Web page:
Roughly 3 in 10 NHL Defensemen are right-handed shots, but given that half the available jobs are on the right side of the ice, lots of players are being asked to play on the opposite side from where they learned the game.
This is no small matter.
Some old hands, like Anaheim's Scott Niedermayer and Philadelphia's Chris Pronger, adjusted long ago, but others say it doesn't feel natural even years later.
Take the Montreal Canadiens' Josh Gorges, who played his entire minor hockey, junior and pro career on the left before being moved across the ice when he was traded to Montreal in 2007 (for righty Craig Rivet, now of Buffalo).
“I still don't know that I feel comfortable,” Gorges said recently. “I'm still learning. I mean, I played on the left for 21 years. It's really amazing how 35 feet to the other side can change your whole outlook on the game. Everything kind of seems to happen on fast-forward.”
There are advantages: A left-handed shot on the right has his stick-blade in the centre of the ice when facing shooters, and it's easier to intercept passes.
But there are also problems, like trying to hold a puck in the offensive zone with a hard-charging opponent in your face. “That's hard enough to do on the forehand,” Gorges said.
The biggest drawback, he added, is emerging from behind the net or making dump-ins at the opposing blueline. “You're exposing your back to the middle of the ice, guys can crunch you and you might not see them coming.”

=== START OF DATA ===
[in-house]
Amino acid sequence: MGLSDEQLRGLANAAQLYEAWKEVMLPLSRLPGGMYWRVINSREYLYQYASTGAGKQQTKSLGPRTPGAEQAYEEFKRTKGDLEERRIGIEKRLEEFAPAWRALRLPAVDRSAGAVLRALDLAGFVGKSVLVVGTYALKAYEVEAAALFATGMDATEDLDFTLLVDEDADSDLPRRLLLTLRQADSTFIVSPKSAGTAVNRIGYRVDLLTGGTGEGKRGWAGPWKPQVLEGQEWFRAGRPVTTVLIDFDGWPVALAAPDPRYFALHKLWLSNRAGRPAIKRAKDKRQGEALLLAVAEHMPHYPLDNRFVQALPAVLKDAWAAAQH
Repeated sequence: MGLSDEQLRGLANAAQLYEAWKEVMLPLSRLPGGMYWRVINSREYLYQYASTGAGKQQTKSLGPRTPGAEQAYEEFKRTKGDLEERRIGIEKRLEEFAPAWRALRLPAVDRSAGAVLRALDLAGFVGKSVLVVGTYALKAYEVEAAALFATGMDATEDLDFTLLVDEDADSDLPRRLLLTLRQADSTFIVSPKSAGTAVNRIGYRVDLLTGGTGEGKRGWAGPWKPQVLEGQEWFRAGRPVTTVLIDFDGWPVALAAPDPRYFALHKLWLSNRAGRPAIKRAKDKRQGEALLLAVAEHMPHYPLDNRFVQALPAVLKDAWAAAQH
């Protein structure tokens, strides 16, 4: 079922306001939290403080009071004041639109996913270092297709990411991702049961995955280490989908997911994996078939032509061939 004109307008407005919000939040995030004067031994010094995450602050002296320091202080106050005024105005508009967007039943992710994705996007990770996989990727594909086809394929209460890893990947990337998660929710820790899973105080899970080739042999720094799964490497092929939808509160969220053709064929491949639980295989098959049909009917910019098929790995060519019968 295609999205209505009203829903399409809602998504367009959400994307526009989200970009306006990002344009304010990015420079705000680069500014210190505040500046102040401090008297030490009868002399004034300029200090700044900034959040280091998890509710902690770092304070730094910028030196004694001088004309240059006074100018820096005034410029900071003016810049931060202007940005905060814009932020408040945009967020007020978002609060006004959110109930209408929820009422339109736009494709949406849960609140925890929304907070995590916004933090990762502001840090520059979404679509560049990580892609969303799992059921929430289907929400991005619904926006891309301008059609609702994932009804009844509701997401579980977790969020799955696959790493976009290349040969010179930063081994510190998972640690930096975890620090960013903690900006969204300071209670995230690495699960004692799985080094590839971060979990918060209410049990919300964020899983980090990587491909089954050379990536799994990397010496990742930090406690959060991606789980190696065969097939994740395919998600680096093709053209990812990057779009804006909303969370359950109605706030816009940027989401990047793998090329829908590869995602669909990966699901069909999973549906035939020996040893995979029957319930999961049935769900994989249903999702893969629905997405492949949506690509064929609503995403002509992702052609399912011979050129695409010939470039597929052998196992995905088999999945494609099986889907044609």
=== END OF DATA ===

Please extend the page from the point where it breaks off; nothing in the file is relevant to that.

Fellow Hab Jaroslav Spacek made no secret of his wish to play on the left side when he joined the team as a free agent last summer, but he was overruled by Montreal coach Jacques Martin and has been playing on the right alongside Czech countryman Roman Hamrlik, a fellow left-handed shot.
Is he used to it yet? “No,” Spacek grimaced in a recent interview.
Spacek leads the NHL in giveaways, and some of that clearly has to do with going back to an unaccustomed position. Though he played the right side in Europe, the NHL is a different animal, especially for a player who has patrolled the left for more than a decade.
“It's not easy to have the puck on your backhand all night,” Spacek said. “It's harder to make a good pass on the breakouts. You have to try not to go around yourself too much, and make the simple plays, but it's harder for sure, you have to look over your shoulder all the time, you can't see the whole ice when you pick the puck up.”
Right-handed shots are at a premium on bluelines across the NHL. The Habs have only one righty, Ryan O'Byrne.
The good news for Habs Nation is that the organization's three top defensive prospects – P.K. Subban, Yannick Weber and Mathieu Carle – are all righties.
Among Canadian NHL teams, the Vancouver Canucks, Toronto Maple Leafs and Ottawa Senators each have at least two right-handed shots among their top seven defencemen.
In acquiring Ian White and Steve Staios, the Calgary Flames have restored balance to their corps of regular blueliners – four lefties, three righties.
But that's the exception rather than the rule. Minnesota, the Rangers and Buffalo have a similar mix, but Philadelphia, New Jersey and Florida have all-lefty defencemen.
More than a half dozen other teams have just one right-handed shot on defence – in some cases none in their top six – including Carolina, Columbus, Detroit, the Islanders and Colorado.
In future, that will mean more players having to get used to shovelling the puck up the boards on their backhand, or learning to bang it off the glass effectively in traffic.
“It's all about confidence and experience,” Gorges said. “But it takes a while, no question.”